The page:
The number of websites based in China offering Distributed Denial of Services (DDoS) as a service malware has recently jumped along with associated social media groups that help wannabe cyberattackers back end support and tips.
Talos researcher Dave Liebenberg noted in a blog that many of the DDoS services available are very similar to each other in layout and designed to make it very simple for a beginner to set up an attack by using an interface that only requires the user to choose the target's port, attack method and attack duration. Previously, the tools available for purchase required a more hand on approach from the user.
Despite the similarity, Talos believes there are multiple actors behind all the sites, of which the company believes there are at least 32. Instead, due to variations in the site's payment and registration systems, customer service access and the fact that one site member attempted to attack another of the DDoS services.
“We had strong indications that multiple groups were building nearly identical online DDoS platforms, but still had no idea why they were using the same layout or why they had all begun to appear so recently,” Liebenberg wrote.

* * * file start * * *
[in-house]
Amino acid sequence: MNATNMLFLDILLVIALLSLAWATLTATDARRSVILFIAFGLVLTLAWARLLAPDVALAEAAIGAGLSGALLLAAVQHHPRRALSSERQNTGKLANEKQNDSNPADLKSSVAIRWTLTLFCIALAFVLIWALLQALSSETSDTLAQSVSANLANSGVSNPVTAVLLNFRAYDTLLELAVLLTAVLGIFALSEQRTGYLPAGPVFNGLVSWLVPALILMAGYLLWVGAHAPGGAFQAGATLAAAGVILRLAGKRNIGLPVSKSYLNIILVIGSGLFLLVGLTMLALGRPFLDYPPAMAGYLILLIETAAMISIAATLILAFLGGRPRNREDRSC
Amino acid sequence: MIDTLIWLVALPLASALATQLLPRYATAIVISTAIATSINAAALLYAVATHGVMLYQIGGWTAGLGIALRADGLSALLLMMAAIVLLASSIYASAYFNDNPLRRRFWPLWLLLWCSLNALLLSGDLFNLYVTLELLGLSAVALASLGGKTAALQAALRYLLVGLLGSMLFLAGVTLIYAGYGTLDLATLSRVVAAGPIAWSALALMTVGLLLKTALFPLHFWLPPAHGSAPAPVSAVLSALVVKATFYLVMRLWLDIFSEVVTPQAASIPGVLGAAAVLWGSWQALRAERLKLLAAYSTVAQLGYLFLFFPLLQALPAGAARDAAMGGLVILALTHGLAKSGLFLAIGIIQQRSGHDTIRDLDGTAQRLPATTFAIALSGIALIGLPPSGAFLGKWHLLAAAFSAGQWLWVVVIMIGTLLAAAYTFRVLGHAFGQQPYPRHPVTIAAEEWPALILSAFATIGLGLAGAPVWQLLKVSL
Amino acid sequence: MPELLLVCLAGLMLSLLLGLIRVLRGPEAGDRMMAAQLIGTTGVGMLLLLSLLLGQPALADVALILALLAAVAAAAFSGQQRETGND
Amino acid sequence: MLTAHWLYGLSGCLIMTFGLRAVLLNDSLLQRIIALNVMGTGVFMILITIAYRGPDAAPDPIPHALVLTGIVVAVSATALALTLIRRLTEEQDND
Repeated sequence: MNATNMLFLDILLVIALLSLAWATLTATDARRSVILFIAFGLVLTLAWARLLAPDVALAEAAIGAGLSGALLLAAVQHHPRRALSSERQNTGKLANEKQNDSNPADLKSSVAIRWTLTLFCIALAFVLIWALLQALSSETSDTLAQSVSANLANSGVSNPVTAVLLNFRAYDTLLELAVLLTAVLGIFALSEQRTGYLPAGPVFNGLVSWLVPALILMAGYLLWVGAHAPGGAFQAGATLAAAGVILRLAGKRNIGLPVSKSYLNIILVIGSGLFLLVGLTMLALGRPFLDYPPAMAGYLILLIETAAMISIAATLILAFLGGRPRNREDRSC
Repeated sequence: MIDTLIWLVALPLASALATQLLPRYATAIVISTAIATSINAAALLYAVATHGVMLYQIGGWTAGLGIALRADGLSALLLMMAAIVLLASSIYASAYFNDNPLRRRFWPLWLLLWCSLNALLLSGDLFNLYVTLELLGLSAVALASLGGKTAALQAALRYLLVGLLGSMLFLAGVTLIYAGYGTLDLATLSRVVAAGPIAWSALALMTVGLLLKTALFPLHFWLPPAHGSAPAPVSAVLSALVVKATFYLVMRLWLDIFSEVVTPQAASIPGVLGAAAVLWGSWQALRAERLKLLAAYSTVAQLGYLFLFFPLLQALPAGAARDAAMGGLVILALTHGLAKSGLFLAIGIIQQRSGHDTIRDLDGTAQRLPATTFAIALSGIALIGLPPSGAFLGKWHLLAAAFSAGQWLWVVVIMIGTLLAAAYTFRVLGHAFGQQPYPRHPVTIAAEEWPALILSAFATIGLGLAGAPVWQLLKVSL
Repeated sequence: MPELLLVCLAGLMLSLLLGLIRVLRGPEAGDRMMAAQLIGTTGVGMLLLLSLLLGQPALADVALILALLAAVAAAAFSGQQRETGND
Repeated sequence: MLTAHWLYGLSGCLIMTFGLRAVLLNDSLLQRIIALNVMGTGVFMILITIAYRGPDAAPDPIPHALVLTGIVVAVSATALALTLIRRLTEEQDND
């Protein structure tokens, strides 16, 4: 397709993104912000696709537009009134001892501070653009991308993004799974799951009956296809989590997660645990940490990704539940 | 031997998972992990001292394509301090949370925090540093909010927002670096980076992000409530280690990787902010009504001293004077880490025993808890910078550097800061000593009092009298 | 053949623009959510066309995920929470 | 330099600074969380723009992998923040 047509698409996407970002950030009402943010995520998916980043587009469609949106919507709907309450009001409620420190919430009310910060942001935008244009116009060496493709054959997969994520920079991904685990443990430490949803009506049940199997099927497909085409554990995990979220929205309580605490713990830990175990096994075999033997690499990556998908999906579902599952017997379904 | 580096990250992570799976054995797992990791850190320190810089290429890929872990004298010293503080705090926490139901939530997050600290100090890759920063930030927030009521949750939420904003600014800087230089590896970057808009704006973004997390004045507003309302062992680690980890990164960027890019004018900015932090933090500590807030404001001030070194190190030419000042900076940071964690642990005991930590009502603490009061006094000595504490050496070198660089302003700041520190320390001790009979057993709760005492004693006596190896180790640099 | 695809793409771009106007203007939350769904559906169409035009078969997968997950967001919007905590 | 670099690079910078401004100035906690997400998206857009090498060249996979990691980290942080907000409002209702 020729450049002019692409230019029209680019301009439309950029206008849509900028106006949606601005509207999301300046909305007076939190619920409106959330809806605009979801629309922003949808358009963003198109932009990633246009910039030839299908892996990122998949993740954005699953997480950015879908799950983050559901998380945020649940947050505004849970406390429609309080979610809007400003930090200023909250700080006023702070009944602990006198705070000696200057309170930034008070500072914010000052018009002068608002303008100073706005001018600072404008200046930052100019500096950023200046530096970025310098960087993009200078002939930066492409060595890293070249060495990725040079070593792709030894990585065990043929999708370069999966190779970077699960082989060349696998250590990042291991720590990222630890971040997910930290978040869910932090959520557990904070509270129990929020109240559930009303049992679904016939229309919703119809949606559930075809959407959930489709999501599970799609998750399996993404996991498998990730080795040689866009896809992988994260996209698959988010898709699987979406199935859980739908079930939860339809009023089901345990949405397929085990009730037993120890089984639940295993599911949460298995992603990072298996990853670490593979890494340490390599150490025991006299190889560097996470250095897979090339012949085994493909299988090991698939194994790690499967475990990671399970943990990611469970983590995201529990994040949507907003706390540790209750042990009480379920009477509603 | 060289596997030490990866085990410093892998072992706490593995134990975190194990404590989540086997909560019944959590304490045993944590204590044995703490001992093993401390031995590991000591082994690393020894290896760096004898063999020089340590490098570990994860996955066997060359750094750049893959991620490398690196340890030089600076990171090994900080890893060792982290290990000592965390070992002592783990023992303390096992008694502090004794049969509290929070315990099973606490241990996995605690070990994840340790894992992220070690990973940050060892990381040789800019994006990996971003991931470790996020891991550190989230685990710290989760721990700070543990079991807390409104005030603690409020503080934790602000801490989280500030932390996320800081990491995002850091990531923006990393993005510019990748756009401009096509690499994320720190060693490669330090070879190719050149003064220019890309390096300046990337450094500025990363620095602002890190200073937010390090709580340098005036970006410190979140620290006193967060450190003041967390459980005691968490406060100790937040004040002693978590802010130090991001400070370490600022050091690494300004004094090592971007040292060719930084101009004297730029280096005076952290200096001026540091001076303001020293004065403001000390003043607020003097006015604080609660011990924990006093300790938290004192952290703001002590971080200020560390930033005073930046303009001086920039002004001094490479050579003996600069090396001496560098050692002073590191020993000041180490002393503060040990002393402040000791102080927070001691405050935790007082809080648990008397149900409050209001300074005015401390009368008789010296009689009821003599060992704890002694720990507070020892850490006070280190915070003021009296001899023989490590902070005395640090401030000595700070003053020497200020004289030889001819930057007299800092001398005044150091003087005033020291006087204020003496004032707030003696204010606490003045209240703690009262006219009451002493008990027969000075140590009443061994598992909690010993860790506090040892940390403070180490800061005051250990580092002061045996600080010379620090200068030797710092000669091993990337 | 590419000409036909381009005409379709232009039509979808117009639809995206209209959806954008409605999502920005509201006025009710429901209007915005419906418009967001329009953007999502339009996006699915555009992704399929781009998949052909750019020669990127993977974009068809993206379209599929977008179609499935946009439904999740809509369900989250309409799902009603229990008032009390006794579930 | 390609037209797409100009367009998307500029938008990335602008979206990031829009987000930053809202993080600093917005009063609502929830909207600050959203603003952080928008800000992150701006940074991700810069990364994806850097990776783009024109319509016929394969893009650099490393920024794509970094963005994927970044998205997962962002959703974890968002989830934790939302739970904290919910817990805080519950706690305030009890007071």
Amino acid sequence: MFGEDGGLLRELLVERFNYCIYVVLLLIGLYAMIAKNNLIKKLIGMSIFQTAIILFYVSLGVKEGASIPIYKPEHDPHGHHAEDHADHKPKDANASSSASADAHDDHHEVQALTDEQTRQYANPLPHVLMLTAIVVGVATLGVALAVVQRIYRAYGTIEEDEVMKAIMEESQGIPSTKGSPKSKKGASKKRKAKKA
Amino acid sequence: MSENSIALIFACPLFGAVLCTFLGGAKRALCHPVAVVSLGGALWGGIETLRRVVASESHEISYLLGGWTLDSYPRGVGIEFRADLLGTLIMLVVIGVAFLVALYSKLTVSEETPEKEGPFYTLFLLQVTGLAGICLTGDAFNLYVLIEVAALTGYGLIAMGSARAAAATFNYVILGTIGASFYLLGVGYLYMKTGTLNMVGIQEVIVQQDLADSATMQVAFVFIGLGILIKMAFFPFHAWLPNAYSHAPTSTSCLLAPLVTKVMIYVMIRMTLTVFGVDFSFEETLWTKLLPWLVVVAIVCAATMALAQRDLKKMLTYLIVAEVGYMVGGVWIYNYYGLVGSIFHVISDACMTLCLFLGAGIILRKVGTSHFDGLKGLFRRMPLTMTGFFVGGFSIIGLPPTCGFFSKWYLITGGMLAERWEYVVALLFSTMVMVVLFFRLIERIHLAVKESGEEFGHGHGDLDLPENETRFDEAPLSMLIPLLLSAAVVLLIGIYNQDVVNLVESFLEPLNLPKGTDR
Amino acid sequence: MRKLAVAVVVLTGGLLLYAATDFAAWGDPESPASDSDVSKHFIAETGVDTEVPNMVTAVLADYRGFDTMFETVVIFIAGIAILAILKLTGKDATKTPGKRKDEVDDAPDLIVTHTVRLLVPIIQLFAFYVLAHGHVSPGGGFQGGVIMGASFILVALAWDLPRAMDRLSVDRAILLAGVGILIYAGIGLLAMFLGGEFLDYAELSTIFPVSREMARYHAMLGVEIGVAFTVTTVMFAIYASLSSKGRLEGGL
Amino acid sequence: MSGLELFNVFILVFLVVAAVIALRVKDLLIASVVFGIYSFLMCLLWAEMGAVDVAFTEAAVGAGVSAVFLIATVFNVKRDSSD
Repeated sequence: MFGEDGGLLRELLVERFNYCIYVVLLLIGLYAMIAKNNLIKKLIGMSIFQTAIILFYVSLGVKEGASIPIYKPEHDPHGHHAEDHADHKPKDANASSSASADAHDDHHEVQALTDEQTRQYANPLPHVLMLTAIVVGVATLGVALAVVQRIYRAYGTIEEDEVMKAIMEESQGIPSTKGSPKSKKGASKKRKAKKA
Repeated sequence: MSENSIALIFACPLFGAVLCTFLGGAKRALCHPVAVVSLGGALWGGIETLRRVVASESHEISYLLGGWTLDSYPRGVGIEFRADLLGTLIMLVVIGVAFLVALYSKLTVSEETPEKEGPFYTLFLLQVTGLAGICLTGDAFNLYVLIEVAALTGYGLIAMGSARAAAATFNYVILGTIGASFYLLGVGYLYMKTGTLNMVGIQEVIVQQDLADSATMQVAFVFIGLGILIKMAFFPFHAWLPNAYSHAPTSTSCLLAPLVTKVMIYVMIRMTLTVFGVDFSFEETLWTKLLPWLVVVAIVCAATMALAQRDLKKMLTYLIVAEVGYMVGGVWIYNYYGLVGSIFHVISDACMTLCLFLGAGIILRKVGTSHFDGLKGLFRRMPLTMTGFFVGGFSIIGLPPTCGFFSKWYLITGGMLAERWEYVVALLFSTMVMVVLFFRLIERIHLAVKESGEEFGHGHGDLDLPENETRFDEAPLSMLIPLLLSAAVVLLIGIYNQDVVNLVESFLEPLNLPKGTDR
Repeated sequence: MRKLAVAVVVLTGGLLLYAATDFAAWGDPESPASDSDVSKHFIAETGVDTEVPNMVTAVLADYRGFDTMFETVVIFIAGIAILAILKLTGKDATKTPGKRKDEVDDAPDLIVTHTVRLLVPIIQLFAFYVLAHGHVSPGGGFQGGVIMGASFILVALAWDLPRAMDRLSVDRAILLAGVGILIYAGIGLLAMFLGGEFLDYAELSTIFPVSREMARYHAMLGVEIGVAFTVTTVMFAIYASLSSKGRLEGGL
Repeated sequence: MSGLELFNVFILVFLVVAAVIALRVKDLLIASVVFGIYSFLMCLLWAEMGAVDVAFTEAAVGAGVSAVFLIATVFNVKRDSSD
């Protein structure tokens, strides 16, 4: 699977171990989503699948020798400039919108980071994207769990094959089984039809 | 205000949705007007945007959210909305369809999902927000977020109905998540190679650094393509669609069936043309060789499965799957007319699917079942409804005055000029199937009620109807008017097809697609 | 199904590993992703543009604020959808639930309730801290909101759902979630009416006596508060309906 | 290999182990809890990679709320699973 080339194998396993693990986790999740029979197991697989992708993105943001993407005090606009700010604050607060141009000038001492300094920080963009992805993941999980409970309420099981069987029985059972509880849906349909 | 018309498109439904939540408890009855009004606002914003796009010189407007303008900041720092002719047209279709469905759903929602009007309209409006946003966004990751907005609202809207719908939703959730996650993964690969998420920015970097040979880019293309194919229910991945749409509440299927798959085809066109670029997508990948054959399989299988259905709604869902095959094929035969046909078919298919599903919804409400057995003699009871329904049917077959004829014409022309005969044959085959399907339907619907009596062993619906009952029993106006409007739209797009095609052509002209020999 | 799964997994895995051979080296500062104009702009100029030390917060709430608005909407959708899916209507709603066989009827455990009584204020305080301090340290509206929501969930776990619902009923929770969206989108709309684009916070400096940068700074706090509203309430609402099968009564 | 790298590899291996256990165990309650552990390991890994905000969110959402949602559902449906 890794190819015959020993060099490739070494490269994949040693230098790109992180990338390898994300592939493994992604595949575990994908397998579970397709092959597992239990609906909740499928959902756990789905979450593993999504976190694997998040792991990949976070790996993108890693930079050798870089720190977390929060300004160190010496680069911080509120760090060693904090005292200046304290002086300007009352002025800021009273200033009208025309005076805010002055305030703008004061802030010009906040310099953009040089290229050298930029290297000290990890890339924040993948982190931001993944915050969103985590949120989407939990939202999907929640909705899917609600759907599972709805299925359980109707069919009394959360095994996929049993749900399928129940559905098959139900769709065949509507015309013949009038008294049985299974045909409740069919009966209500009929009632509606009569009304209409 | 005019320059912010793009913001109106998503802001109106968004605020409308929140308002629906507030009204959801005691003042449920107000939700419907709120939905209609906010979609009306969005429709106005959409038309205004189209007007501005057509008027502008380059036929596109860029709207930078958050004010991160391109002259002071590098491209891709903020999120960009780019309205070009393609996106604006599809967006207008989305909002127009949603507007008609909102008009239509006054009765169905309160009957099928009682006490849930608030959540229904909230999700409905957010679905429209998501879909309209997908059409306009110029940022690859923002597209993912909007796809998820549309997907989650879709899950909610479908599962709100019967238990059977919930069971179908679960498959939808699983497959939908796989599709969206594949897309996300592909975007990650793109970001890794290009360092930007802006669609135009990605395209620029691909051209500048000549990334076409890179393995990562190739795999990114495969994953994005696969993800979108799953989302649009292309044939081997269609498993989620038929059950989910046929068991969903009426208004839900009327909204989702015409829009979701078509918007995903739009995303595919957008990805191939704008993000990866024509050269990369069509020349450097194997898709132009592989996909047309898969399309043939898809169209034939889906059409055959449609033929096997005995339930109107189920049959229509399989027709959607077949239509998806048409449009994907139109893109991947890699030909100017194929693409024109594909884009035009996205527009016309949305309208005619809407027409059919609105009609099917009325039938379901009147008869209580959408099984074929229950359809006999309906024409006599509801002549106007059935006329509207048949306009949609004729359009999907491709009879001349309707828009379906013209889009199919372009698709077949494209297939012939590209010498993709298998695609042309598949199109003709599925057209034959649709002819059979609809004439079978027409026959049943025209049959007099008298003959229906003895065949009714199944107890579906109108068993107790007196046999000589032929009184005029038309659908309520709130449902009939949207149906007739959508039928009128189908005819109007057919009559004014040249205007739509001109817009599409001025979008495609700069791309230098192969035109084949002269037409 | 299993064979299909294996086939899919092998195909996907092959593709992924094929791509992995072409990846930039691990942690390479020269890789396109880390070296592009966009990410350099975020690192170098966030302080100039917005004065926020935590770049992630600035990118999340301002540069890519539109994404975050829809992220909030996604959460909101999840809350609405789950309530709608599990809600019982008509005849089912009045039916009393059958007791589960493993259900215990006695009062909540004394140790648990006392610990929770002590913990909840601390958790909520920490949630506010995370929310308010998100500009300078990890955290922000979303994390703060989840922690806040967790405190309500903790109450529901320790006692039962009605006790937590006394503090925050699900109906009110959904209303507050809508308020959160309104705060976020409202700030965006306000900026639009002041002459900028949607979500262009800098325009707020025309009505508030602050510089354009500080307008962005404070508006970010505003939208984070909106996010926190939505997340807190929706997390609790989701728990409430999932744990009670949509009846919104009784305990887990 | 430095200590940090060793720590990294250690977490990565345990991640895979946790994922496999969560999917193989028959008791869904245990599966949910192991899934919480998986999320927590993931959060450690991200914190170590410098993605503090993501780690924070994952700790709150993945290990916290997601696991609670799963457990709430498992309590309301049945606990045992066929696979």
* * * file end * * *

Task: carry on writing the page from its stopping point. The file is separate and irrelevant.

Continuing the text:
What was discovered was that the source code relied on Bootstrap front-end design and then by digging through the CSS files of some of the available offerings there was a single author named Pixelcave. A deeper look at Pixelcave revealed it offered bootstrap web designs that looked just like the DDoS sites.
However, Talos still does not know the source of the original source code, but spotted a few hints.
“There are several English language websites that offer online DDoS services, such as the tool DataBooter. These websites have some similarities to the Chinese DDoS platforms. For instance, they have a bootstrap-based design, are hosted on Cloudflare, and have similar graphics conveying the number of attacks, users, and servers online,” Liebenberg said.